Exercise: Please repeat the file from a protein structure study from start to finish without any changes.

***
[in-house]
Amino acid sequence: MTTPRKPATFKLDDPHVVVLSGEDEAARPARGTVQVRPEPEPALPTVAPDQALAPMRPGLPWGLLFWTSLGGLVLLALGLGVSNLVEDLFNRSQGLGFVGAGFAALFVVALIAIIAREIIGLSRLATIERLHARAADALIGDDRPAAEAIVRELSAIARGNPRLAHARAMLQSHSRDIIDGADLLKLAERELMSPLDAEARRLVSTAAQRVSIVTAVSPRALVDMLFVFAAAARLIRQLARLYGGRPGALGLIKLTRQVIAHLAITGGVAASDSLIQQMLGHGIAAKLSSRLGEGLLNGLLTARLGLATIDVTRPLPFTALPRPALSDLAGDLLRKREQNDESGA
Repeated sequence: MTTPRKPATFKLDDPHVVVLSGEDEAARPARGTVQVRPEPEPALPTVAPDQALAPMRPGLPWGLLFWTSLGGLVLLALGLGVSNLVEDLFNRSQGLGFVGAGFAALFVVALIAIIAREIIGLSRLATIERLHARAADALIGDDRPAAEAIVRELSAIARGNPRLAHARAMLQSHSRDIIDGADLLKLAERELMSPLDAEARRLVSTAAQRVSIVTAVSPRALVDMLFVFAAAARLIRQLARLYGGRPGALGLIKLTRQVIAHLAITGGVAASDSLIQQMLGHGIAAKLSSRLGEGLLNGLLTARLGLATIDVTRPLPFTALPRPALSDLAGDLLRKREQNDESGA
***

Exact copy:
[in-house]
Amino acid sequence: MTTPRKPATFKLDDPHVVVLSGEDEAARPARGTVQVRPEPEPALPTVAPDQALAPMRPGLPWGLLFWTSLGGLVLLALGLGVSNLVEDLFNRSQGLGFVGAGFAALFVVALIAIIAREIIGLSRLATIERLHARAADALIGDDRPAAEAIVRELSAIARGNPRLAHARAMLQSHSRDIIDGADLLKLAERELMSPLDAEARRLVSTAAQRVSIVTAVSPRALVDMLFVFAAAARLIRQLARLYGGRPGALGLIKLTRQVIAHLAITGGVAASDSLIQQMLGHGIAAKLSSRLGEGLLNGLLTARLGLATIDVTRPLPFTALPRPALSDLAGDLLRKREQNDESGA
Repeated sequence: MTTPRKPATFKLDDPHVVVLSGEDEAARPARGTVQVRPEPEPALPTVAPDQALAPMRPGLPWGLLFWTSLGGLVLLALGLGVSNLVEDLFNRSQGLGFVGAGFAALFVVALIAIIAREIIGLSRLATIERLHARAADALIGDDRPAAEAIVRELSAIARGNPRLAHARAMLQSHSRDIIDGADLLKLAERELMSPLDAEARRLVSTAAQRVSIVTAVSPRALVDMLFVFAAAARLIRQLARLYGGRPGALGLIKLTRQVIAHLAITGGVAASDSLIQQMLGHGIAAKLSSRLGEGLLNGLLTARLGLATIDVTRPLPFTALPRPALSDLAGDLLRKREQNDESGA